August 2, 1999 |
When the space shuttle Discovery lifts off for the International Space Station in February, that rumble you hear may not be the engines. It may be the sound of hundreds of nervous stomachs at L-3 Communications Systems-East in Camden. For L-3 workers, the countdown to mission STS-92 has been going on for the last 12 years. Riding on that shuttle will be the first seven of 30 pieces of high-tech equipment assembled by L-3. They will provide a vital communications link between the space station and Earth.
October 29, 1998 |
The International Space Station is so big and complicated it will have to be launched in 43 parts and then put together like a giant set of Tinker Toys. Astronauts will ride the space shuttle to the 220-mile-high construction site, where, working outside in temperatures that can plunge to minus 170 degrees Fahrenheit, they will assemble the various power modules, laboratory spaces and living quarters. The space station is the most expensive and ambitious planned project since the moon landing.
July 16, 2006
The space shuttle Discovery is scheduled to return from its mission to the International Space Station tomorrow. Some argue that manned space missions risk too much in human lives and expensive hardware. Do you think America should abandon manned space flight? Should the money saved be spent on robotic space missions, other scientific programs, or other issues facing the nation? Send your thoughts by Wednesday in 200 words or less to Readers Editor, The Inquirer, Box 41705, Philadelphia 19101; Fax: 215-854-4483.
August 6, 2012 |
LOS ANGELES - Now that NASA has mothballed its fleet of space shuttles, the space agency needs a new ride to the International Space Station. On Friday, NASA handed out $1.1 billion in contracts to three companies to privately develop rockets and spacecraft for what could be the next step in manned spaceflight. The announcement was made by NASA Administrator Charles Bolden on a cloudless day from Kennedy Space Center in Cape Canaveral, Fla. The winners included Hawthorne, Calif.-based rocket maker Space Exploration Technologies Corp., or SpaceX, and Boeing Co., which develops spacecraft in Huntington Beach, Calif., and uses rocket engines made by Pratt & Whitney Rocketdyne in Canoga Park, Calif.
May 12, 2013 |
Canadian astronaut Cmdr. Chris Hadfield has tweeted another fun photo from space showing Pennsylvania, New Jersey and neighboring states from a heavenly perspective. "Chesapeake to Cape Cod to Lake Huron - in a glance, so much history, geology and geography," @Cmdr_Hadfield posted on Twitter. In the shot from the International Space Station, the white sands of the Jersey Shore's barrier islands are clearly visible and the Delaware River seems to disappear as it narrows north of Trenton.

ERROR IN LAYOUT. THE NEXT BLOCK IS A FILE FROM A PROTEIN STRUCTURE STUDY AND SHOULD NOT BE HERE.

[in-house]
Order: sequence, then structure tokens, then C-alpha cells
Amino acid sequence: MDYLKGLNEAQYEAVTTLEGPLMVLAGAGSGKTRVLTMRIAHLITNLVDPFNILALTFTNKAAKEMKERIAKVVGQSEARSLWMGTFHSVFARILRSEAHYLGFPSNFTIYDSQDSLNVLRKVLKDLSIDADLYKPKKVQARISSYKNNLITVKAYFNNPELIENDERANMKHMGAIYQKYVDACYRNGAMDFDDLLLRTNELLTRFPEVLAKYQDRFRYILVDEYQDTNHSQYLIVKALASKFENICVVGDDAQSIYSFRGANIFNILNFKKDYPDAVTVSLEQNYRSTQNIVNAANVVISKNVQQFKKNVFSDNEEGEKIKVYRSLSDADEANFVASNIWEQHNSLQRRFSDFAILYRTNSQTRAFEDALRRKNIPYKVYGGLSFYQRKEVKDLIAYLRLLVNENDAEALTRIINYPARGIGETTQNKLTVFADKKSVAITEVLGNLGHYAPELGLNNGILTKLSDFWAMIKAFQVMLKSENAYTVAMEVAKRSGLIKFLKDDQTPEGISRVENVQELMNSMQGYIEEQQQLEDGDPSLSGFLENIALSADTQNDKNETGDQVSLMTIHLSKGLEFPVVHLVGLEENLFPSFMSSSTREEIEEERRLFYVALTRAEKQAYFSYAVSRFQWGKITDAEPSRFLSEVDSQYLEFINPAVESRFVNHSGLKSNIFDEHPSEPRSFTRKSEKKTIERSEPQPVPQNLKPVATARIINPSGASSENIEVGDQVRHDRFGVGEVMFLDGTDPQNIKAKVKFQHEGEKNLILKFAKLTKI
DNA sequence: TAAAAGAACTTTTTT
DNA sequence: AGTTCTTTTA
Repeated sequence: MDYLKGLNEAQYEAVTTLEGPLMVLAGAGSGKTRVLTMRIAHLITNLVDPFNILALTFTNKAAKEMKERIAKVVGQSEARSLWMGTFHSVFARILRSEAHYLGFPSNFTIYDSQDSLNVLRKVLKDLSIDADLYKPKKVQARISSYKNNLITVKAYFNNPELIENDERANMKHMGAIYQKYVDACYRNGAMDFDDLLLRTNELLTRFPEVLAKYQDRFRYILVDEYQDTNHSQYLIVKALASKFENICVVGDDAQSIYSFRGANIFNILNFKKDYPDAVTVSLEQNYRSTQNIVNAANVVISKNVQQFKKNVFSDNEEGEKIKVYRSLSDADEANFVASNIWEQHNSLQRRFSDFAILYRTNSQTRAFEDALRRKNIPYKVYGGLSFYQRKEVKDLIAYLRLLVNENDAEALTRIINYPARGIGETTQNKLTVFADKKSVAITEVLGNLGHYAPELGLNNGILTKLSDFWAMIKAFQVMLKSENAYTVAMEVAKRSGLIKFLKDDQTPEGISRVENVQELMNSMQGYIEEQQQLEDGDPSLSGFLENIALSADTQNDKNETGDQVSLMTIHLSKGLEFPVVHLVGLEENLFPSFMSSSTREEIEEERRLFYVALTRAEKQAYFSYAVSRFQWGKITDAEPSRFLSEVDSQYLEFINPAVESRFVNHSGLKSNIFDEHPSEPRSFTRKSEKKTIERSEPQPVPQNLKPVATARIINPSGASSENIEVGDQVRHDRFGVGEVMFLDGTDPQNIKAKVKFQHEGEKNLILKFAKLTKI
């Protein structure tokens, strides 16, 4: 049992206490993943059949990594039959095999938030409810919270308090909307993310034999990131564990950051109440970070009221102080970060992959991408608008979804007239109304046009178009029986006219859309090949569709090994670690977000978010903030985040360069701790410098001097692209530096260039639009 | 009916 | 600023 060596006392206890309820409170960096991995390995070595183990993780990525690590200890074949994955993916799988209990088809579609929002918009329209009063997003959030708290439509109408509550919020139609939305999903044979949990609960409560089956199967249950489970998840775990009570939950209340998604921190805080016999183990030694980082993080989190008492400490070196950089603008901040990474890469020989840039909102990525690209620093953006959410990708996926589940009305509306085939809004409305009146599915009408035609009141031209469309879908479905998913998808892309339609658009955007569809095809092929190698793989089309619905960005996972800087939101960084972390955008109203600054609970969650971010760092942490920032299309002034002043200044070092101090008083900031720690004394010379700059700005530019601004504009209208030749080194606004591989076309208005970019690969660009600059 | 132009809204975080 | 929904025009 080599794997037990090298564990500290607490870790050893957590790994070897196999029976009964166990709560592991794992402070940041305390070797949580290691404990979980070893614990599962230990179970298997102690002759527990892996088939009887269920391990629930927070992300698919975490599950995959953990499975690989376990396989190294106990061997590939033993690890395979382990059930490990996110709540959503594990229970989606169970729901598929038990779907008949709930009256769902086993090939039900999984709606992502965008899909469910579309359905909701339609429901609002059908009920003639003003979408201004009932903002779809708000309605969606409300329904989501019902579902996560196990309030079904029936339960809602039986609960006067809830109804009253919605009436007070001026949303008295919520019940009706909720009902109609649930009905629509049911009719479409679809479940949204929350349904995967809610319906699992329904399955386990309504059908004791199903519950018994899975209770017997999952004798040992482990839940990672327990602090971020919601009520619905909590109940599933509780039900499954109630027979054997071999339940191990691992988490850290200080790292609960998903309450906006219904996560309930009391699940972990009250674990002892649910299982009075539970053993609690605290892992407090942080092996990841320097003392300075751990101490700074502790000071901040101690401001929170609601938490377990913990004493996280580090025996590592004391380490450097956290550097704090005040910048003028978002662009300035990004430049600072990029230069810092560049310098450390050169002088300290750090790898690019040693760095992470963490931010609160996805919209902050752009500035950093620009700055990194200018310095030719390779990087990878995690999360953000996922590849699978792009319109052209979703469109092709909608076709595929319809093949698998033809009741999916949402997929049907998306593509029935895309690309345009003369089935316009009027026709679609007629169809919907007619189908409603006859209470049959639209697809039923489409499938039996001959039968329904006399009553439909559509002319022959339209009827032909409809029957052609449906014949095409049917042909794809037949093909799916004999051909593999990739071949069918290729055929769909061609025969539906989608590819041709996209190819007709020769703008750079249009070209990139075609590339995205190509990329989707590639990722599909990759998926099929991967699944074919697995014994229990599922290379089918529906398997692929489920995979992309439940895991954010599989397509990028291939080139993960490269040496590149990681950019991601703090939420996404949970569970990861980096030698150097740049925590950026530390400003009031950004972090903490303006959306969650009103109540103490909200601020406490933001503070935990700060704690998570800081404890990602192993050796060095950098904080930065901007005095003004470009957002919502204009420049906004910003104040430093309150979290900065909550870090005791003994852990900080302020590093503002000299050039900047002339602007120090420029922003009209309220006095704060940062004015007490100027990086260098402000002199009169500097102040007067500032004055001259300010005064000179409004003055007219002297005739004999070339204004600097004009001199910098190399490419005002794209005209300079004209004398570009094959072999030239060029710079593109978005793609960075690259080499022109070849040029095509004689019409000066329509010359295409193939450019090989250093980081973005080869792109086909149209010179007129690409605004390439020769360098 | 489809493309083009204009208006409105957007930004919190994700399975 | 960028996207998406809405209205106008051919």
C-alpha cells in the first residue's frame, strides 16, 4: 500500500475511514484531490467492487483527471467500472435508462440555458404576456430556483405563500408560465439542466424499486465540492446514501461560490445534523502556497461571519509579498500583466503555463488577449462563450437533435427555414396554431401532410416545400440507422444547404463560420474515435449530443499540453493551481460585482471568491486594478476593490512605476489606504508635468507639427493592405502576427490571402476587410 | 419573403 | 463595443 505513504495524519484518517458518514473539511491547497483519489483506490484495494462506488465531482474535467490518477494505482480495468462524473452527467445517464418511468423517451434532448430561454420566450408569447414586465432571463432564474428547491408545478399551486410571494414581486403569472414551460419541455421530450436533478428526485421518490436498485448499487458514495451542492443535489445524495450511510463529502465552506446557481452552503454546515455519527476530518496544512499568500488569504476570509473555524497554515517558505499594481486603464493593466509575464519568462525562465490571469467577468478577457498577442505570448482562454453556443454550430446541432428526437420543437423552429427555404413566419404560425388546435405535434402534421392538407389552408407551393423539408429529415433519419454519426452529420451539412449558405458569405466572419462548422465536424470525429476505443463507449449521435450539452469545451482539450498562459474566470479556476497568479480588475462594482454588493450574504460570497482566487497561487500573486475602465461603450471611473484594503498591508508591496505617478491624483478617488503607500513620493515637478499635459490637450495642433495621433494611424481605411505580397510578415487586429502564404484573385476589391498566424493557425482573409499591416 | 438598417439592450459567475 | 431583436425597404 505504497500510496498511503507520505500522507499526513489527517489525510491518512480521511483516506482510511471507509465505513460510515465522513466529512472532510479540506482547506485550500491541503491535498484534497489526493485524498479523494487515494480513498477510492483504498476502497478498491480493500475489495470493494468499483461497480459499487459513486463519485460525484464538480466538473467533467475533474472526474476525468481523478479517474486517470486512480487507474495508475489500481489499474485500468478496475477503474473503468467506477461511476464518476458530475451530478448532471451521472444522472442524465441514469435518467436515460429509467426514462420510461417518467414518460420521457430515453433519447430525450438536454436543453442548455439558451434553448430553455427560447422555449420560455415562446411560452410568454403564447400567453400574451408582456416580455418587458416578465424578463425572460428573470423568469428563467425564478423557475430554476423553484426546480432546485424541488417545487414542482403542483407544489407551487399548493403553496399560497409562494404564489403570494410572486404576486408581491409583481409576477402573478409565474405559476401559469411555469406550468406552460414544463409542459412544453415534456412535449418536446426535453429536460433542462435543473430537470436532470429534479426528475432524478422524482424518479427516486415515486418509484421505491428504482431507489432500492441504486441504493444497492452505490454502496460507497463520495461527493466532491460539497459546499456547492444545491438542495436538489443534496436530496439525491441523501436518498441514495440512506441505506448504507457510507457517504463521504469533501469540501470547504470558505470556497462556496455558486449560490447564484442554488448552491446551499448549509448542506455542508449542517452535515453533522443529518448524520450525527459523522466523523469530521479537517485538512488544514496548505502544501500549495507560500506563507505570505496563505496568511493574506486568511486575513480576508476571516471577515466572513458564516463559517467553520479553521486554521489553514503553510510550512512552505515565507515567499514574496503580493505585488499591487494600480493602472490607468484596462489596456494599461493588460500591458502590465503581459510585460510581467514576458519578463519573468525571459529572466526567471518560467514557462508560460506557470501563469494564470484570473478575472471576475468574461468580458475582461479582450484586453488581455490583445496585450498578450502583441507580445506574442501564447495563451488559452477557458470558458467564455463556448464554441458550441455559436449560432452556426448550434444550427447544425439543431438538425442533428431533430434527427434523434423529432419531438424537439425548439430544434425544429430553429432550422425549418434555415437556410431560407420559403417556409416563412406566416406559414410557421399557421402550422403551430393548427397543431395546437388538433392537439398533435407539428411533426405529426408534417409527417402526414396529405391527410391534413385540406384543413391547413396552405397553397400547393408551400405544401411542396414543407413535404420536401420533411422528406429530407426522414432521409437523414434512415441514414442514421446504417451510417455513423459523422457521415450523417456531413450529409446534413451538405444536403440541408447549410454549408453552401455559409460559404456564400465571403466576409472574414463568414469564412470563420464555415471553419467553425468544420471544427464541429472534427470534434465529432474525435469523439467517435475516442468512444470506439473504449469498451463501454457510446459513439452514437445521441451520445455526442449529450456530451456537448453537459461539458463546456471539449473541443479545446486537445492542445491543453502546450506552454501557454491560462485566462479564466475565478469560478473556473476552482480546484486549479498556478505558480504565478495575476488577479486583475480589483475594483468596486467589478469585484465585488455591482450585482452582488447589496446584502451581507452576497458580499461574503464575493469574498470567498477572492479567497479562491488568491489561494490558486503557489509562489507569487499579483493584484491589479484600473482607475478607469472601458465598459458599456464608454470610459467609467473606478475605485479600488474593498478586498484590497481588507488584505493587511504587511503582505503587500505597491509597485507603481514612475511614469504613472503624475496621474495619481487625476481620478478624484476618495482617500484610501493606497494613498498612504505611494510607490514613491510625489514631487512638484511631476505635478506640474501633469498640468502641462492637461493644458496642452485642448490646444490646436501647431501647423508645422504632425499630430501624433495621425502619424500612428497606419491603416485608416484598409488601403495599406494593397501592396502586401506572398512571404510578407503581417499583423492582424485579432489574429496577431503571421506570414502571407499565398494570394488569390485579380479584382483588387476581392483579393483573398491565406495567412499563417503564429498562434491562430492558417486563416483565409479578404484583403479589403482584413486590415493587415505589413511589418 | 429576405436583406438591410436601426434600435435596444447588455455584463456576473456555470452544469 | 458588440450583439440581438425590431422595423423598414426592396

December 22, 2011 |
MOSCOW - A Soyuz spacecraft carrying a Russian, an American, and a Dutchman to the International Space Station blasted off flawlessly from Russia's launch facility in Kazakhstan on Wednesday. Mission commander Oleg Kononenko and his colleagues, American Don Pettit and European Space Agency astronaut Andre Kuipers, are to dock with the space station on Friday. The blastoff from the snowy launchpad in Baikonur, Kazakhstan, took place without a hitch and the spacecraft reached Earth orbit about nine minutes later.
February 9, 2012
Janice Voss, 55, a NASA astronaut who first worked for the space agency as a teenager and flew five shuttle missions in seven years, died Tuesday after a battle with cancer. A native of South Bend, Ind., Dr. Voss started with NASA while attending Purdue University in 1973. She later worked as an instructor before being selected as an astronaut in 1990. She received a doctorate in aeronautics/astronautics from the Massachusetts Institute of Technology. Dr. Voss flew four missions in the 1990s before a flight to the International Space Station in 2000.
March 22, 2015 |
The astronaut Scott Kelly is about to take off for the International Space Station, and if he is like some space travelers, he may temporarily feel a bit foggy or disoriented once in orbit. Scientists have not had much luck measuring this subtle effect with standard cognitive tests, but now, a group of University of Pennsylvania researchers is trying a new tack. While Kelly is in space, they will compare his mental performance with that of a uniquely qualified individual who stays behind on Earth.
August 21, 2001 |
After more than five months in orbit, three astronauts from the International Space Station were headed home yesterday as the space shuttle Discovery undocked, flew a loop around the outpost, then backed slowly away and disappeared into a field of stars. "It's time to say goodbye, station, and good luck, new crew," said Russian Yury Usachev, the outgoing station commander, before the hatches closed between station and shuttle. Discovery and its crew of four ferried a new crew to the station following its Aug. 10 liftoff.